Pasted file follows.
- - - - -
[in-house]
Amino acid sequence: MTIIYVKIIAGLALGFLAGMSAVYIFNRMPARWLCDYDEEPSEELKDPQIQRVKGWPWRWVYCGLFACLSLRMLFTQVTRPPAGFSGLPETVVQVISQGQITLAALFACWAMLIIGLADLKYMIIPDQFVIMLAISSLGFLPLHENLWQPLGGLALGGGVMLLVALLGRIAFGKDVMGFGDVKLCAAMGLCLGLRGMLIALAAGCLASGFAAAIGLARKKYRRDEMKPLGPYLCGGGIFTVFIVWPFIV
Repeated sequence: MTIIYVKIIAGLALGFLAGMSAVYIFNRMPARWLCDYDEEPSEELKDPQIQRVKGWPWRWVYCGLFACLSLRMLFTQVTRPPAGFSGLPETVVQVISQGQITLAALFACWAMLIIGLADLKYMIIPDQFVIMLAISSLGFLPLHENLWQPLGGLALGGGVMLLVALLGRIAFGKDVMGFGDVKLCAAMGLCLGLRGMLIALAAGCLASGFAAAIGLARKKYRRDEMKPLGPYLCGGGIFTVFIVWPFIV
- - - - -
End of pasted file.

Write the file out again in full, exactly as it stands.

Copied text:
[in-house]
Amino acid sequence: MTIIYVKIIAGLALGFLAGMSAVYIFNRMPARWLCDYDEEPSEELKDPQIQRVKGWPWRWVYCGLFACLSLRMLFTQVTRPPAGFSGLPETVVQVISQGQITLAALFACWAMLIIGLADLKYMIIPDQFVIMLAISSLGFLPLHENLWQPLGGLALGGGVMLLVALLGRIAFGKDVMGFGDVKLCAAMGLCLGLRGMLIALAAGCLASGFAAAIGLARKKYRRDEMKPLGPYLCGGGIFTVFIVWPFIV
Repeated sequence: MTIIYVKIIAGLALGFLAGMSAVYIFNRMPARWLCDYDEEPSEELKDPQIQRVKGWPWRWVYCGLFACLSLRMLFTQVTRPPAGFSGLPETVVQVISQGQITLAALFACWAMLIIGLADLKYMIIPDQFVIMLAISSLGFLPLHENLWQPLGGLALGGGVMLLVALLGRIAFGKDVMGFGDVKLCAAMGLCLGLRGMLIALAAGCLASGFAAAIGLARKKYRRDEMKPLGPYLCGGGIFTVFIVWPFIV